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Breast asymmetry and predisposition to breast cancer

By Diane Scutt, Gillian Lancaster and John T Manning


Introduction It has been shown in our previous work that breast asymmetry is related to several of the known risk factors for breast cancer, and that patients with diagnosed breast cancer have more breast volume asymmetry, as measured from mammograms, than age-matched healthy women. Methods In the present study, we compared the breast asymmetry of women who were free of breast disease at time of mammography, but who had subsequently developed breast cancer, with that of age-matched healthy controls who had remained disease-free to time of the present study. The study group consisted of 252 asymptomatic women who had normal mammography, but went on to develop breast cancer. The control group were 252 age-matched healthy controls whose mammograms were also normal and who remained free of cancer during the study period. Breast volume was calculated from the cranio-caudal mammograms for each group, and the relationships between asymmetry, established risk factors and the presence or absence of breast cancer were explored. Results The group who went on to develop breast cancer had higher breast asymmetry than controls (absolute asymmetry odds ratio 1.50 per 100 ml, confidence interval (CI) 1.10, 2.04; relative asymmetry 1.09, CI 1.01, 1.18), increased incidence of family history of breast cancer, lower age at menarche, later menopause, later first pregnancies and a higher frequency of high risk breast parenchyma types. Conditional logistic regression analysis showed that breast asymmetry, height, family history of breast cancer, age at menarche, parenchyma type and menopausal status were significant independent predictors of breast cancer. When age at menopause was included in the model for the subgroup of post-menopausal women, absolute breast fluctuating asymmetry (FA) and relative breast FA remained significant effects. Conclusion Breast asymmetry was greater in healthy women who later developed breast cancer than in women who did not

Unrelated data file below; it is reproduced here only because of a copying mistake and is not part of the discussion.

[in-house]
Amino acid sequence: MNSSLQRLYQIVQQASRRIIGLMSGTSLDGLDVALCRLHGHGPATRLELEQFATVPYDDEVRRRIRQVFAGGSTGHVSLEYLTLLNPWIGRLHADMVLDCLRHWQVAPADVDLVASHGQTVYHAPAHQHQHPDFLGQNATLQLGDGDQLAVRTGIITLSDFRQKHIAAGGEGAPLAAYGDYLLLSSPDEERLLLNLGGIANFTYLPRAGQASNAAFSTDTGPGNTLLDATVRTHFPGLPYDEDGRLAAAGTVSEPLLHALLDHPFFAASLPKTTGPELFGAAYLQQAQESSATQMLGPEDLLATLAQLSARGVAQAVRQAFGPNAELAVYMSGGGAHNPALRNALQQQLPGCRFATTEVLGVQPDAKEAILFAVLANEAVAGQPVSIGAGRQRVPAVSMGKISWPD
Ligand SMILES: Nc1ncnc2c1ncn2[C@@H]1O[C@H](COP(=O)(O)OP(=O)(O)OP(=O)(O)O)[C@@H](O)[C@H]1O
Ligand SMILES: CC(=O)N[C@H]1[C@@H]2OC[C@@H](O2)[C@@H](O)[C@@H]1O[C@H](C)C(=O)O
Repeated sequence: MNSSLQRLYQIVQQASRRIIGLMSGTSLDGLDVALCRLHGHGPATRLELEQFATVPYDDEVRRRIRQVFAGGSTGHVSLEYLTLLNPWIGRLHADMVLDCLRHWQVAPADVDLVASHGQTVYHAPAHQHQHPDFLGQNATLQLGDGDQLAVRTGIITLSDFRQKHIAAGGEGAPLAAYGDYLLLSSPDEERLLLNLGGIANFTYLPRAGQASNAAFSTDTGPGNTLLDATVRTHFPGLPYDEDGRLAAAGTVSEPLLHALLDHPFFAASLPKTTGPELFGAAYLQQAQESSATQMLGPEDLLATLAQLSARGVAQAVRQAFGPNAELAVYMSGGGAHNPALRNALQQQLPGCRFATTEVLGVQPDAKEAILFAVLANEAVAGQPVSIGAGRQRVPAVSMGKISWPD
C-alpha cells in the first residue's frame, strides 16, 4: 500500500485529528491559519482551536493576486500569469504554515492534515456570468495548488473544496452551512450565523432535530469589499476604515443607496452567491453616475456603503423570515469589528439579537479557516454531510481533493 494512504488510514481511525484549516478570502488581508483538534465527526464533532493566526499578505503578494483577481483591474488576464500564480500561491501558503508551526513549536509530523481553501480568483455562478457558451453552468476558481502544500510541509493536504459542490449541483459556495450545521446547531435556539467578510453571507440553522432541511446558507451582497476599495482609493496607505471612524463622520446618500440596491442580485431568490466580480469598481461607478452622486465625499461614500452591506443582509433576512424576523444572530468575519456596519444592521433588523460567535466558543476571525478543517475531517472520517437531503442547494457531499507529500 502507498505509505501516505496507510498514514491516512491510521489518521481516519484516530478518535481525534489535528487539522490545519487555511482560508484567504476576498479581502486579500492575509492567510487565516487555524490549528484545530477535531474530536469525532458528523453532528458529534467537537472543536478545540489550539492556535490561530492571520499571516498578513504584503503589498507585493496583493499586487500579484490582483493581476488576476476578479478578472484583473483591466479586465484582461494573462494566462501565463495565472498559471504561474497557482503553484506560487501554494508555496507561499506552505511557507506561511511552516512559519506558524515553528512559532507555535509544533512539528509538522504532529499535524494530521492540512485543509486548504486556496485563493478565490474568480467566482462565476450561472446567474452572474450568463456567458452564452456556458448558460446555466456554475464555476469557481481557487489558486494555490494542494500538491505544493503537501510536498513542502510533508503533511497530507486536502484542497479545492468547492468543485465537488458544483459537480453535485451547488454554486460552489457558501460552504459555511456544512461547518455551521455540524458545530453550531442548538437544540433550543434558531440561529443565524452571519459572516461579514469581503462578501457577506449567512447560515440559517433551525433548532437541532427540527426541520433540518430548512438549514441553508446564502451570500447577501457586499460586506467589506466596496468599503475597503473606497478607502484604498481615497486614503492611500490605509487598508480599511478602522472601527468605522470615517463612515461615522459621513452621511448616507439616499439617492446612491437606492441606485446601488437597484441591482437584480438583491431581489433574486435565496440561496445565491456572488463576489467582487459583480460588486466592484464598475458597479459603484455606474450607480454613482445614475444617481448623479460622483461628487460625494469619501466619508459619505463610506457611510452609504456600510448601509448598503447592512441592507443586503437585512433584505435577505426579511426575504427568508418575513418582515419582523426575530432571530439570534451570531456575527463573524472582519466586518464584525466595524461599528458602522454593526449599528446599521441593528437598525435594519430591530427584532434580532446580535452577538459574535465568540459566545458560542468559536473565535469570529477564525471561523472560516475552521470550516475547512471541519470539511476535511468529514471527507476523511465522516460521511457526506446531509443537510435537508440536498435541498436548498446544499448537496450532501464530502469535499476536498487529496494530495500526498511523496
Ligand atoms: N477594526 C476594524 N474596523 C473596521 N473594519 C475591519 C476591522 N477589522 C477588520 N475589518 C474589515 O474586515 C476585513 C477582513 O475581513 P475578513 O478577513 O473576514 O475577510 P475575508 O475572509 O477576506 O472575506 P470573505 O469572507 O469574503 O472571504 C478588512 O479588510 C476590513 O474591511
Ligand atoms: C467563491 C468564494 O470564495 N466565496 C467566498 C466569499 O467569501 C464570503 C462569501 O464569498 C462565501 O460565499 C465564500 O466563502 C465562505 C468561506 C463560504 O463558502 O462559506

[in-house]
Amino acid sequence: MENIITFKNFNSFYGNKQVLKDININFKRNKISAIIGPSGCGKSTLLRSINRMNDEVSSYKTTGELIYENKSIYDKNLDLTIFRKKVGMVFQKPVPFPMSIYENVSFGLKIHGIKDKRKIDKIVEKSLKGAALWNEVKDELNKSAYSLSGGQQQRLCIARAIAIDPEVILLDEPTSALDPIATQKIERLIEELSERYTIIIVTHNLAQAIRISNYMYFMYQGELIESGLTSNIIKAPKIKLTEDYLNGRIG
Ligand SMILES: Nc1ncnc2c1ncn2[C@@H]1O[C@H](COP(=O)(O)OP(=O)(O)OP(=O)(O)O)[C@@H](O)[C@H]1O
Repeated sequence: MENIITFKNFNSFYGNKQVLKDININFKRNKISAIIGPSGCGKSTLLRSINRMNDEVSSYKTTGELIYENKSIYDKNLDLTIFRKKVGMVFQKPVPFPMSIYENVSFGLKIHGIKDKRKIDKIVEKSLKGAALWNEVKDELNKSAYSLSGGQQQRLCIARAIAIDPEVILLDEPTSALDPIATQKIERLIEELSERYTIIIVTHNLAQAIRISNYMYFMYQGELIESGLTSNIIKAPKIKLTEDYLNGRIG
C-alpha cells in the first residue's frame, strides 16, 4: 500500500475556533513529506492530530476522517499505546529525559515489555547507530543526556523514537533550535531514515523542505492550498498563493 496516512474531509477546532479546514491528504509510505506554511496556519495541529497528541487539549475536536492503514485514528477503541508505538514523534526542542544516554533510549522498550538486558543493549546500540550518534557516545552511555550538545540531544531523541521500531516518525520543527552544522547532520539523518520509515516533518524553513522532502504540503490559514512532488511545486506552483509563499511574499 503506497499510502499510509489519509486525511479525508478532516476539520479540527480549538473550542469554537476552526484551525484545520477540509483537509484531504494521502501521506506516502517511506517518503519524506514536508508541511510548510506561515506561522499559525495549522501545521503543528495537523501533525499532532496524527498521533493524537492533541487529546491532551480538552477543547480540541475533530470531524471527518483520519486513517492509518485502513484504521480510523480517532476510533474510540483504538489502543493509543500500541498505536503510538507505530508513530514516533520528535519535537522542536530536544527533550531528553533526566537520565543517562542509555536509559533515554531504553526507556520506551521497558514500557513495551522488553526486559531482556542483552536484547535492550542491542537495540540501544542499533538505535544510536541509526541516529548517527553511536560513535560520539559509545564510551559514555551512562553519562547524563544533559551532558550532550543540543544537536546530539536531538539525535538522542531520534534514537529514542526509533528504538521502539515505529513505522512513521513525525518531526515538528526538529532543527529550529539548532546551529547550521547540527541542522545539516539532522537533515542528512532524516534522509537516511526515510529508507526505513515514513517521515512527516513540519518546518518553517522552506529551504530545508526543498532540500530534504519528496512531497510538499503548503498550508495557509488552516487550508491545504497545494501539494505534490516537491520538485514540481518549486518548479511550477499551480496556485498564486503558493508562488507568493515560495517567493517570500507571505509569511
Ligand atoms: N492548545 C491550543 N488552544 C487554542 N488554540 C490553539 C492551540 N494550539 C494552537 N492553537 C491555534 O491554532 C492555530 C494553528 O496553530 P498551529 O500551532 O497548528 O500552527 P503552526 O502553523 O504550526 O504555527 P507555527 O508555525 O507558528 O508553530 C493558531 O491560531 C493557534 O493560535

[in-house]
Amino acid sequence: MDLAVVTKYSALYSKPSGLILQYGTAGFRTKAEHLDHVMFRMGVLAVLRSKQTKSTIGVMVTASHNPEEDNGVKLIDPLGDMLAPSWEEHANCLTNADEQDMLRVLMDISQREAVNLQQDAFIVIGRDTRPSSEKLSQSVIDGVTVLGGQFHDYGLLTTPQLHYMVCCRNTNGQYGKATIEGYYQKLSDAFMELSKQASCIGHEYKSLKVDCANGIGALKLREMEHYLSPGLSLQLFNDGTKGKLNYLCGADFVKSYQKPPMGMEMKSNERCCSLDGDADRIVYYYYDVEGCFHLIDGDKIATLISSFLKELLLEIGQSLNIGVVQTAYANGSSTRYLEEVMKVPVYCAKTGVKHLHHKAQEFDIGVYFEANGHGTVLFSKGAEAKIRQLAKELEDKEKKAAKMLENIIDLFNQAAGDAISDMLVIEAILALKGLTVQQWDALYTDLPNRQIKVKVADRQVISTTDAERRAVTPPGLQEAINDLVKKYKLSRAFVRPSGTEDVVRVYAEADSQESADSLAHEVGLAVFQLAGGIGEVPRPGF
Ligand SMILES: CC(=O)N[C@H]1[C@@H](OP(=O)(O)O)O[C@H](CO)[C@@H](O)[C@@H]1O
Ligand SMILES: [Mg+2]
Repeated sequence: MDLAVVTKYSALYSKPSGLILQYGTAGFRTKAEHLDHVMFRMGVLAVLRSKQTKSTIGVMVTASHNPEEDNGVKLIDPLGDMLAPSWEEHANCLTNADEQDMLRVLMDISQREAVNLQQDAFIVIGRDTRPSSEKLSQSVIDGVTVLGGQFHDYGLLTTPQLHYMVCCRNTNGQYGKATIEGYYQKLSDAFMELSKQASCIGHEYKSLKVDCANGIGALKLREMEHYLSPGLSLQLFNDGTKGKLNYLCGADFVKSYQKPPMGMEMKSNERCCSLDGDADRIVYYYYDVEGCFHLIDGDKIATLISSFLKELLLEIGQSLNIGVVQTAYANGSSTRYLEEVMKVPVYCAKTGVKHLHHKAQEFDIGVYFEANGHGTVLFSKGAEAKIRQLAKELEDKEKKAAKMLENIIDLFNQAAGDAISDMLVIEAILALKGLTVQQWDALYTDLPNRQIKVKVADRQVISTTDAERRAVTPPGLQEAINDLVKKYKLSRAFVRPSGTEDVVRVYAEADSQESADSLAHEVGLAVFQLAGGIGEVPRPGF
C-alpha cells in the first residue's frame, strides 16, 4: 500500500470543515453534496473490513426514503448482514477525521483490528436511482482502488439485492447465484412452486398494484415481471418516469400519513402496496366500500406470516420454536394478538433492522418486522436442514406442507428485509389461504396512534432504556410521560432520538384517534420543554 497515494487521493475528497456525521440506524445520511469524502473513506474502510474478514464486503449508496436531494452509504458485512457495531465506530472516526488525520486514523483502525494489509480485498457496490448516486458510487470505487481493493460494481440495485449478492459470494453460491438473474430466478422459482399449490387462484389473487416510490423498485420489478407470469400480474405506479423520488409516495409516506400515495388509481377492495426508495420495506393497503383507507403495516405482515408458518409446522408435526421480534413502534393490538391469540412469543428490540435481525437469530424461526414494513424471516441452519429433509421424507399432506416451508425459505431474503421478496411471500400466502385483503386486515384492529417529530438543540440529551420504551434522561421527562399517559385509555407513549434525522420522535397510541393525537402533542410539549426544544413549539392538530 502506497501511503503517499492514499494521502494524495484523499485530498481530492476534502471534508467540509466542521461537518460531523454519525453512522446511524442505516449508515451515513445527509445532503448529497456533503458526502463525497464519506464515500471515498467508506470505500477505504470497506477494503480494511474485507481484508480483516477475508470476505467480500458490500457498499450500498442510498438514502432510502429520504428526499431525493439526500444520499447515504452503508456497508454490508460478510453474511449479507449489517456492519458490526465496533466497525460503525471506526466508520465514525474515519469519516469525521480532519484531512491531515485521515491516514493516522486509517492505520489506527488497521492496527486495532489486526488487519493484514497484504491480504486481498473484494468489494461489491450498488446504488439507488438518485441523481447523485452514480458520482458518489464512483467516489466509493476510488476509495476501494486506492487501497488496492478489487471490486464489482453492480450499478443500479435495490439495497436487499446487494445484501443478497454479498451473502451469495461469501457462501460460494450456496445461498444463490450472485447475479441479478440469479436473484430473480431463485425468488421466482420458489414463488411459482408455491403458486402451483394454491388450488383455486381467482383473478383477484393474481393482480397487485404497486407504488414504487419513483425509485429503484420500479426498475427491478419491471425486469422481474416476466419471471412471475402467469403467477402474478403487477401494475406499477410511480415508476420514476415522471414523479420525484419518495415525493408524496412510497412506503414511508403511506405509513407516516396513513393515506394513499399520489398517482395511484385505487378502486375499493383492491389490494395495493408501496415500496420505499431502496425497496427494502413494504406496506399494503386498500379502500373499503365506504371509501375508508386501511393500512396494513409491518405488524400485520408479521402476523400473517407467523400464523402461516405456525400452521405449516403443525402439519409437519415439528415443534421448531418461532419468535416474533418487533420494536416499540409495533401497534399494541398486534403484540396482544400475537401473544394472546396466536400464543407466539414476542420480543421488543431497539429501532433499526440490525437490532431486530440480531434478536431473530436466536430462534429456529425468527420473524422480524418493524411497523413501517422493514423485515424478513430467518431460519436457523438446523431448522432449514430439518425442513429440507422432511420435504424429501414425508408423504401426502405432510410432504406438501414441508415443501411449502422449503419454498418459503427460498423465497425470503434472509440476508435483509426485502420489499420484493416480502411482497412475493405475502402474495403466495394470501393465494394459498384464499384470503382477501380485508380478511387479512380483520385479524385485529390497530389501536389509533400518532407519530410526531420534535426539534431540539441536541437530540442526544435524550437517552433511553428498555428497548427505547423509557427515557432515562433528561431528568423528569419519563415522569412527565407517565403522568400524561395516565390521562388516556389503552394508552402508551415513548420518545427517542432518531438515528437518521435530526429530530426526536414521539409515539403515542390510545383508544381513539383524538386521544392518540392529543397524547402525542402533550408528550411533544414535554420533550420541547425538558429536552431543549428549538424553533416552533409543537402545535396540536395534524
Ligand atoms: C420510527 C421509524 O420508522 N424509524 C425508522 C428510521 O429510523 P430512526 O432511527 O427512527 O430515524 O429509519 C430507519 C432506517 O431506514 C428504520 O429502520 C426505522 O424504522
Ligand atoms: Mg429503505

Year: 2006
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Provided by: Lancaster E-Prints

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